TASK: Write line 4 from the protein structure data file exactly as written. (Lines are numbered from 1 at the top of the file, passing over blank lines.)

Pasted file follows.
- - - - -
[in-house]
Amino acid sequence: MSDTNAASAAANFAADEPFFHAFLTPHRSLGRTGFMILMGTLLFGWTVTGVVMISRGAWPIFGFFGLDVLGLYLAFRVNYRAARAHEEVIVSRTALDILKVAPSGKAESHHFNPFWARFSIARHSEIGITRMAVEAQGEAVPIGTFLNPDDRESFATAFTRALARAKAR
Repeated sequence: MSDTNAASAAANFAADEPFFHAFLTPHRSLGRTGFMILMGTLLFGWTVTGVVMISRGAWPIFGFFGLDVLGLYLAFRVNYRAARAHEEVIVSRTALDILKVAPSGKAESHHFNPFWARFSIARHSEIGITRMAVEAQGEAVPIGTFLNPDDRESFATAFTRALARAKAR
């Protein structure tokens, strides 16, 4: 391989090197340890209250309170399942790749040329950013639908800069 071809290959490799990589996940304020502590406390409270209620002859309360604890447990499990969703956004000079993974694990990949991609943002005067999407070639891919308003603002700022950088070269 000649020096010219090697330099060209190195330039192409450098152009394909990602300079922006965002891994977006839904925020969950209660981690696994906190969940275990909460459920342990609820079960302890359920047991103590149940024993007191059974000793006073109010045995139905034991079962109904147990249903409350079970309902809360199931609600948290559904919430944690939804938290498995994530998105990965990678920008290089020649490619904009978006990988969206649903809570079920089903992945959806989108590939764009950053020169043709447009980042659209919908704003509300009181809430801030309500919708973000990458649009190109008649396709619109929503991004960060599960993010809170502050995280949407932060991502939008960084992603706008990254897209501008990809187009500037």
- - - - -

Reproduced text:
């Protein structure tokens, strides 16, 4: 391989090197340890209250309170399942790749040329950013639908800069 071809290959490799990589996940304020502590406390409270209620002859309360604890447990499990969703956004000079993974694990990949991609943002005067999407070639891919308003603002700022950088070269 000649020096010219090697330099060209190195330039192409450098152009394909990602300079922006965002891994977006839904925020969950209660981690696994906190969940275990909460459920342990609820079960302890359920047991103590149940024993007191059974000793006073109010045995139905034991079962109904147990249903409350079970309902809360199931609600948290559904919430944690939804938290498995994530998105990965990678920008290089020649490619904009978006990988969206649903809570079920089903992945959806989108590939764009950053020169043709447009980042659209919908704003509300009181809430801030309500919708973000990458649009190109008649396709619109929503991004960060599960993010809170502050995280949407932060991502939008960084992603706008990254897209501008990809187009500037």